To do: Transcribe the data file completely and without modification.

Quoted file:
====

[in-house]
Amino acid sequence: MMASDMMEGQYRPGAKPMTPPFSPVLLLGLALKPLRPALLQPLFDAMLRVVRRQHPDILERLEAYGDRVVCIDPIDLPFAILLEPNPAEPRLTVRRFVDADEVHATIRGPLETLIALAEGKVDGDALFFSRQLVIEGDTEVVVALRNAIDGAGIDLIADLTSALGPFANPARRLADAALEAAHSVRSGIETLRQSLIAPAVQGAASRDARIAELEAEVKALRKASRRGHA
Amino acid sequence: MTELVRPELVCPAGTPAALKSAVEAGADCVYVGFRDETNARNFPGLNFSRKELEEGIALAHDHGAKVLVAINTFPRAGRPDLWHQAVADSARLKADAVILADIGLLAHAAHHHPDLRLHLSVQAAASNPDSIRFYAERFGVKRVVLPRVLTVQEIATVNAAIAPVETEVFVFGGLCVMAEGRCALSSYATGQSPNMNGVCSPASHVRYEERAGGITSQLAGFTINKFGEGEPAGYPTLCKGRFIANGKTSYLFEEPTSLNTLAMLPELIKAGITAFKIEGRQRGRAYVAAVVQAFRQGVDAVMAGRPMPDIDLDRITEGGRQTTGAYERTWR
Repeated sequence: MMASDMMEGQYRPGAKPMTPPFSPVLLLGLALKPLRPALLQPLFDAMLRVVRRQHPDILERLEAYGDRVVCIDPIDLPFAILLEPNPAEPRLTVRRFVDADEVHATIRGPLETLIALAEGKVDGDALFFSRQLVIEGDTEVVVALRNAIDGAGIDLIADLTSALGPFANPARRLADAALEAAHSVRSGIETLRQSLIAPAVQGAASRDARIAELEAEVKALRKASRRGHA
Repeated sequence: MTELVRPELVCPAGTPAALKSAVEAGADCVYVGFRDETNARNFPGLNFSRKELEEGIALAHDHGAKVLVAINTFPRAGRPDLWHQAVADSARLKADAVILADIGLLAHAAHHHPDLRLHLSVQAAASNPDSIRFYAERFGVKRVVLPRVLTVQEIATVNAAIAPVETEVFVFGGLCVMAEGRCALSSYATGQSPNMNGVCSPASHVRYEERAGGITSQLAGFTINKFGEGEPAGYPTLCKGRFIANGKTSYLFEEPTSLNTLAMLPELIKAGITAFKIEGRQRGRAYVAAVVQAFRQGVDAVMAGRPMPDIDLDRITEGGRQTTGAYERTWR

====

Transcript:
[in-house]
Amino acid sequence: MMASDMMEGQYRPGAKPMTPPFSPVLLLGLALKPLRPALLQPLFDAMLRVVRRQHPDILERLEAYGDRVVCIDPIDLPFAILLEPNPAEPRLTVRRFVDADEVHATIRGPLETLIALAEGKVDGDALFFSRQLVIEGDTEVVVALRNAIDGAGIDLIADLTSALGPFANPARRLADAALEAAHSVRSGIETLRQSLIAPAVQGAASRDARIAELEAEVKALRKASRRGHA
Amino acid sequence: MTELVRPELVCPAGTPAALKSAVEAGADCVYVGFRDETNARNFPGLNFSRKELEEGIALAHDHGAKVLVAINTFPRAGRPDLWHQAVADSARLKADAVILADIGLLAHAAHHHPDLRLHLSVQAAASNPDSIRFYAERFGVKRVVLPRVLTVQEIATVNAAIAPVETEVFVFGGLCVMAEGRCALSSYATGQSPNMNGVCSPASHVRYEERAGGITSQLAGFTINKFGEGEPAGYPTLCKGRFIANGKTSYLFEEPTSLNTLAMLPELIKAGITAFKIEGRQRGRAYVAAVVQAFRQGVDAVMAGRPMPDIDLDRITEGGRQTTGAYERTWR
Repeated sequence: MMASDMMEGQYRPGAKPMTPPFSPVLLLGLALKPLRPALLQPLFDAMLRVVRRQHPDILERLEAYGDRVVCIDPIDLPFAILLEPNPAEPRLTVRRFVDADEVHATIRGPLETLIALAEGKVDGDALFFSRQLVIEGDTEVVVALRNAIDGAGIDLIADLTSALGPFANPARRLADAALEAAHSVRSGIETLRQSLIAPAVQGAASRDARIAELEAEVKALRKASRRGHA
Repeated sequence: MTELVRPELVCPAGTPAALKSAVEAGADCVYVGFRDETNARNFPGLNFSRKELEEGIALAHDHGAKVLVAINTFPRAGRPDLWHQAVADSARLKADAVILADIGLLAHAAHHHPDLRLHLSVQAAASNPDSIRFYAERFGVKRVVLPRVLTVQEIATVNAAIAPVETEVFVFGGLCVMAEGRCALSSYATGQSPNMNGVCSPASHVRYEERAGGITSQLAGFTINKFGEGEPAGYPTLCKGRFIANGKTSYLFEEPTSLNTLAMLPELIKAGITAFKIEGRQRGRAYVAAVVQAFRQGVDAVMAGRPMPDIDLDRITEGGRQTTGAYERTWR